A story in the New York Times' Week in Review section yesterday made me go to the dictionary twice (poor me). I used the Times' Web site feature that lets you double-click on a word to get a definition from the American Heritage online dictionary via Answers.com (an excellent feature), but then I discovered free Oxford English Dictionary, so I'm using that as my reference. The words, in bold:
Behind abstruse legal argument, Justice Eady may have been reluctant to reward Mr. Mosley too generously for what he said in his ruling was “reckless” behavior.
He is obtrusively rich, with homes in Paris, Monaco and London.
The adjective abstruse, according to the OED, has two meanings. The first, "concealed, hidden, secret" is listed as obsolete. The second, current usage means "remote from apprehension or conception; difficult, recondite."
Obtrusively is the adverb form of the adjective obtrusive, which, when applied to a person, means "excessively or annoyingly self-assertive, ostentatious, overbearing, or intrusive." It comes from the verb obtrude, which means "to proffer forcibly, unduly, or without invitation" and "to become noticeable in an unwelcome or intrusive way; to intrude; to impose oneself; to project out from, protrude."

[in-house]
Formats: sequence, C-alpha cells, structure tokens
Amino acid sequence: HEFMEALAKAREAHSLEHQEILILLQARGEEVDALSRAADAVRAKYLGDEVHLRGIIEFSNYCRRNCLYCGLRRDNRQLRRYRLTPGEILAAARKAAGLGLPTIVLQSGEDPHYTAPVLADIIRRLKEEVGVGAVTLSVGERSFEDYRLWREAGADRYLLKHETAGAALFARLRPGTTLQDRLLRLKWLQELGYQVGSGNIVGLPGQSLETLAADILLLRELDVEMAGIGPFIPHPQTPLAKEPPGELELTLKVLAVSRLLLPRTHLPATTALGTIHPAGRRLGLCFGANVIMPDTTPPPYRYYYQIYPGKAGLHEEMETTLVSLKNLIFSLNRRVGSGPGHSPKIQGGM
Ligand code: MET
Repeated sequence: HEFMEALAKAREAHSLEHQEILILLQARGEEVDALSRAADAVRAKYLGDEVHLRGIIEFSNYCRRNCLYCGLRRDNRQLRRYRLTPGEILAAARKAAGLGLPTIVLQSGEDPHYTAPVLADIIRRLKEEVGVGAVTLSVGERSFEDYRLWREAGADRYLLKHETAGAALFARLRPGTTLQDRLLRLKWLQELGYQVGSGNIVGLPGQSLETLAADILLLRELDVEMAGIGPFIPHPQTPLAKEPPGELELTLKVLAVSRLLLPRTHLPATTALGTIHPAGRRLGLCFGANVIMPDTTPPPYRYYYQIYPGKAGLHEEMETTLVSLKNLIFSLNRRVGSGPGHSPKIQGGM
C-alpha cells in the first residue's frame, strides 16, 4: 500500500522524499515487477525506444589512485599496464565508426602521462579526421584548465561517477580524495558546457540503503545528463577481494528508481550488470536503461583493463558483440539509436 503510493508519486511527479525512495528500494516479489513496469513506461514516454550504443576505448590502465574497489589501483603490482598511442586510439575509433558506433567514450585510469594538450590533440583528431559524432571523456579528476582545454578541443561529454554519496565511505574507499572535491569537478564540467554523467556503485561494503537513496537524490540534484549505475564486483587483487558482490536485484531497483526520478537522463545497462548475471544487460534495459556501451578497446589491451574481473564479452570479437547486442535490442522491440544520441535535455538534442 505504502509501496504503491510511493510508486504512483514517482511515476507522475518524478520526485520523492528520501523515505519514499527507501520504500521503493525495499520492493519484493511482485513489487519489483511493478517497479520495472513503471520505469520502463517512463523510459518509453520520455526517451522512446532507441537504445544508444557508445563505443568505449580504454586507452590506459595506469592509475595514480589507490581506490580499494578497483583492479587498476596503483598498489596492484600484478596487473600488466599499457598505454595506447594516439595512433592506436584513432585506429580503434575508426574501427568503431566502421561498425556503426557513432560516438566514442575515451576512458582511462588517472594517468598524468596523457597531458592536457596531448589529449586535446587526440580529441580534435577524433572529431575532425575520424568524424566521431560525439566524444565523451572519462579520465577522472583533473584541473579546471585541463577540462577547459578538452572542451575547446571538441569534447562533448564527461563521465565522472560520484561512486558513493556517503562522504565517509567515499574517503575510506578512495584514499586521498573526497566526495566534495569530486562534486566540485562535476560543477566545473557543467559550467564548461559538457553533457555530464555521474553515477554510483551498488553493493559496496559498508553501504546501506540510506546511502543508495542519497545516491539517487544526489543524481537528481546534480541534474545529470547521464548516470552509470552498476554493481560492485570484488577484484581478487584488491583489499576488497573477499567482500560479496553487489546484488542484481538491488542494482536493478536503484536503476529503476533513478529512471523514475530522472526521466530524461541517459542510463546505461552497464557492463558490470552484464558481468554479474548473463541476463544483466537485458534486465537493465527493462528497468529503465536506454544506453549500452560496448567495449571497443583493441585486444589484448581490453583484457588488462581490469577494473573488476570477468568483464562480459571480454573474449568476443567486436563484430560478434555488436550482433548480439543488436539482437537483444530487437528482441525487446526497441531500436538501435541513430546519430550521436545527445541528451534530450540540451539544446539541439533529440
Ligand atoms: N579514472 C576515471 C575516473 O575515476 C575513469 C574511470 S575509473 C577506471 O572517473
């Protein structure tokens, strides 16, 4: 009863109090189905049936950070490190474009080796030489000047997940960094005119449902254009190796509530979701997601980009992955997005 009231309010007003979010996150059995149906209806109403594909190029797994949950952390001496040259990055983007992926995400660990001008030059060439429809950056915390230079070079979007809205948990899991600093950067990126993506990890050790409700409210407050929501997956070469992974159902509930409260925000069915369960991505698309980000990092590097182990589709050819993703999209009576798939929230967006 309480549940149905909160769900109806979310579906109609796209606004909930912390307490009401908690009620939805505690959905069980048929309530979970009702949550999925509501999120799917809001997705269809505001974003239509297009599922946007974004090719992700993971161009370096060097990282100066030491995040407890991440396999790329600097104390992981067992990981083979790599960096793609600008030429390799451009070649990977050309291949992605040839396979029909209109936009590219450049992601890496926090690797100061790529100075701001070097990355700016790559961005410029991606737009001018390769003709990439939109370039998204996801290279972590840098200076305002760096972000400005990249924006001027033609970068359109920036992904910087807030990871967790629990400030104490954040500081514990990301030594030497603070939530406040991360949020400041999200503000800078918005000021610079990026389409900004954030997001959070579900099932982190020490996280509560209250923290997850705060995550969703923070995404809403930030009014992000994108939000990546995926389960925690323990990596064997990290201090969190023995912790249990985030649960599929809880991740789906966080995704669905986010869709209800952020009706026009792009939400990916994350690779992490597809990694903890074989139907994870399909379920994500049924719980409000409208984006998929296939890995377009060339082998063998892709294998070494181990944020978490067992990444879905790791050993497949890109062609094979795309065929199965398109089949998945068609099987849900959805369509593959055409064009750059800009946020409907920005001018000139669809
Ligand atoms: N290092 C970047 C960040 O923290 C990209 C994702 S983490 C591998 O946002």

OK, now I knew what the words mean. But they look similar. So, digging into the OED's etymology, I found that the words all have the same Latin root word, the verb trudere, which means "to thrust." In Latin, the abs- prefix means away (abstrudere=thrust away). The ob- prefix means " towards, against, in the way of, in front of, in view of" (obtrudere=to thrust toward or against). There's also intrude (intrudere=to thrust in).
Makes sense. You thrust something away to hide it; you thrust something toward someone to show it off.
I wonder if the Times' writer intentionally used the two related words in the story. But I'm glad he had me dig in the dictionary. I like it when an article or book does that.
If you've read this far, you might be as big a nerd as me. Congratulations.